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EP.004
The rule of 3s - three factors that triple the likelihood of families overriding first person consent for organ donation in the UK

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The Rule of Threes:

Introduction

Registration on the organ donor register is recognised at law as first person consent in the UK

There is no legal provision for next of kin to override an individuals wishes unless there is evidence that their

views had changed or that they acted in error

Despite this, an override rate of 11.7% was observed between April 2012 - May 2015

Taking the average conversion and organ utilisation rates during this period, over 500 additional

transplants could have been carried out had the individuals wishes been honoured

We sought to identify potentially modifiable factors associated with next of kin choosing to override their

loves ones wish to donate their organs for transplantation in the event of their death

Methods

Retrospective observational study using NHSBT national potential donor audit 1 April 2012 - 31 March 2015

Univariable and multivariable logistic regression used to model the probability of the family overriding their

relative’s wish to donate as recorded on the organ donor register

Analysis performed using commercially available software (SAS enterprise guide 6.4, SAS)

Results - 3 strong associations

Conclusions

Three factors showed a three-fold odds ratio of overrides:

Non-involvement of the SNOD in the family approach

National guidance recommends involvement of the SNOD in donation approaches

This demonstrates that even when the patient is known to be on the donor register,

their autonomy is more likely to be overruled if the SNOD is not present

This adds to the existing evidence that involvement of the SNOD is associated with

higher consent rates

Donation after circulatory death (rather than after brainstem death)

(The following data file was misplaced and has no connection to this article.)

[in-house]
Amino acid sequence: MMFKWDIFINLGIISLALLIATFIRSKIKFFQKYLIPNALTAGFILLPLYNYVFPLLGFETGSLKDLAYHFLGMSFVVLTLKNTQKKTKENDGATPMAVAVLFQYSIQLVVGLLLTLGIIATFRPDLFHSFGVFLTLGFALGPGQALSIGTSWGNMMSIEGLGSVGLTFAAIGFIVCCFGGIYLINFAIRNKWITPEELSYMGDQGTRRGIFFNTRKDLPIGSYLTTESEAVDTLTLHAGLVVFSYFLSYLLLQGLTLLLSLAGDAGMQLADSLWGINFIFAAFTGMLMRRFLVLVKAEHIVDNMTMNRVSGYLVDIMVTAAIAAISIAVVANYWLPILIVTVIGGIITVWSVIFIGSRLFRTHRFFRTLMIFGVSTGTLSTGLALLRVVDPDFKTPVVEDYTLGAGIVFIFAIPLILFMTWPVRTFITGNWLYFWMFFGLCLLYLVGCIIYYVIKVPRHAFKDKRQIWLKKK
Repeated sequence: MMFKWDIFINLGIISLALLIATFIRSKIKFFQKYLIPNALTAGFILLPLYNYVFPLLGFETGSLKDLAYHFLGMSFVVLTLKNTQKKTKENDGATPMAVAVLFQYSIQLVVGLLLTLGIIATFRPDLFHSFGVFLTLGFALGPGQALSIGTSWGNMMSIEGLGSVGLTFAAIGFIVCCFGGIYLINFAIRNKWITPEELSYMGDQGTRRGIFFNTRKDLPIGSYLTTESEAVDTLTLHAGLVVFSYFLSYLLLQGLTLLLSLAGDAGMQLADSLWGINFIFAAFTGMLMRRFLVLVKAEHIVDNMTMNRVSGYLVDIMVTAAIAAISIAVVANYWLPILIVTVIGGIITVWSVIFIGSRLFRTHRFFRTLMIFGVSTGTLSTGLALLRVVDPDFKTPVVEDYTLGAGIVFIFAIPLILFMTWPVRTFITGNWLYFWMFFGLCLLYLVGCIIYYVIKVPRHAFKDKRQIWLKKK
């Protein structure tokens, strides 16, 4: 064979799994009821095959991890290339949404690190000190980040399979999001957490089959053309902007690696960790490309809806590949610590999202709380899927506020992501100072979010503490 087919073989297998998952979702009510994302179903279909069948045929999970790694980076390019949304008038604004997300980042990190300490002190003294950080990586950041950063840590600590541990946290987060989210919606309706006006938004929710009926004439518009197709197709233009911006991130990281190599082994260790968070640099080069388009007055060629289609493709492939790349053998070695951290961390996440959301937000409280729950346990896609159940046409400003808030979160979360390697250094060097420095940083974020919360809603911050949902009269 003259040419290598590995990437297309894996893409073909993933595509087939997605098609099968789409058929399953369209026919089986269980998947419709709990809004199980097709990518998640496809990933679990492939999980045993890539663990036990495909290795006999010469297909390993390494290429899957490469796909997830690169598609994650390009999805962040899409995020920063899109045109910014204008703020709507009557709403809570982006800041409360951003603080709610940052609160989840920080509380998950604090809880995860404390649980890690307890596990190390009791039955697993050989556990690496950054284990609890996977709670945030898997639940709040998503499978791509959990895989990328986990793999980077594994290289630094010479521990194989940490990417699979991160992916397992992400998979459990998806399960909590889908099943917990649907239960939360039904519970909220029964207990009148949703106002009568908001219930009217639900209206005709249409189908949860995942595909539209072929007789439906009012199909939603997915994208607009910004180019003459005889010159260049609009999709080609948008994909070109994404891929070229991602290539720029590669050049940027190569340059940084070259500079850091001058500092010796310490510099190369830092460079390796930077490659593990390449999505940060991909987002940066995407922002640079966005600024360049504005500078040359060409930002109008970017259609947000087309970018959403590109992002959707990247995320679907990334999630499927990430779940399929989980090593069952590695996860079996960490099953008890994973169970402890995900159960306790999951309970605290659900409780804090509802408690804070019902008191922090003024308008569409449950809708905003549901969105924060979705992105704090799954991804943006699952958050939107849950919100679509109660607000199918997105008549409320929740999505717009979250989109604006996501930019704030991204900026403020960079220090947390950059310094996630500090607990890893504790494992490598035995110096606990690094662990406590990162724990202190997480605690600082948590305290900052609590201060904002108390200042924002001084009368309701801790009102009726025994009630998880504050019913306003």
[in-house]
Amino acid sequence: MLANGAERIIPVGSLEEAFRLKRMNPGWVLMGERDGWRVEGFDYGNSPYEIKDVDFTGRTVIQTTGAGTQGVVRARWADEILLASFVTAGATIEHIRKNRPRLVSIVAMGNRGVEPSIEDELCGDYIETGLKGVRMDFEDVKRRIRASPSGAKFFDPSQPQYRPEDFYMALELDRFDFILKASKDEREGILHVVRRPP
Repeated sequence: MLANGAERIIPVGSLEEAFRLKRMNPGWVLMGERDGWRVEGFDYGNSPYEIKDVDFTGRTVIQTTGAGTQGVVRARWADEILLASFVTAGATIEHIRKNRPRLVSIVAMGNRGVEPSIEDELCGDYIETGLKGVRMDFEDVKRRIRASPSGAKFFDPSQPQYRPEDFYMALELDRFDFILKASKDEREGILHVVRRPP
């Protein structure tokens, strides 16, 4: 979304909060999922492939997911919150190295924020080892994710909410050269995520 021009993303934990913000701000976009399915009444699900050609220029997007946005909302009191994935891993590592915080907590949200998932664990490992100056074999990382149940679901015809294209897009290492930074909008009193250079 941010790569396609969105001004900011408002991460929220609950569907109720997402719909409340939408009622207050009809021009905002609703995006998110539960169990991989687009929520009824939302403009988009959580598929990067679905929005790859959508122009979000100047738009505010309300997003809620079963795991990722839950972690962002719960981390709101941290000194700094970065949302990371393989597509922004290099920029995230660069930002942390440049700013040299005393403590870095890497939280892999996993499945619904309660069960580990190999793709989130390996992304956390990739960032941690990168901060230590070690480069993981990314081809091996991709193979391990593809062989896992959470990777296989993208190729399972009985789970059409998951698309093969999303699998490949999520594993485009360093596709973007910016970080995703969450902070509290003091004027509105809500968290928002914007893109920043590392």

Families more frequently cited the length of the donation process in DCD overrides

The duration from consent to treatment withdrawal has increased over the past 5

years

NHSBT have introduced measures to shorten the duration of this process

Black, Asian or Minority Ethnicity

BAME communities are at increased risk of diseases (e.g. renal) requiring

transplantation

Lower BAME donation rates perpetuates a situation of increasingly unmet need for

organs from BAME donors

Further exploration of donation as an end of life choice for BAME communities is

essential to address this health inequality

DCD perceived differently

Do we need the SNOD present given the

patient is known to be on the organ

donor register?

James Morgan1, Cathy Hopkinson2, Cara Hudson2 Paul Murphy1,3, Dale Gardiner4,5, Olive MacGowan2, Cathy Miller2

Three factors that triple the likelihood of families overriding first person consent for organ donation in the UK

Author affiliations:

1. Leeds General Infirmary, Department of Critical Care, Leeds Teaching Hospitals NHS Trust

2.NHS Blood & Transplant, Department of Statistics & Education

3.NHS Blood & Transplant, National Clinical Lead

4.Department of Adult Critical Care, Nottingham University Hospitals NHS Trust

5.NHS Blood & Transplant, Deputy National Clinical Lead

References: See corresponding online publication in Journal of the Intensive Care Society.

Tables reproduced with permission.

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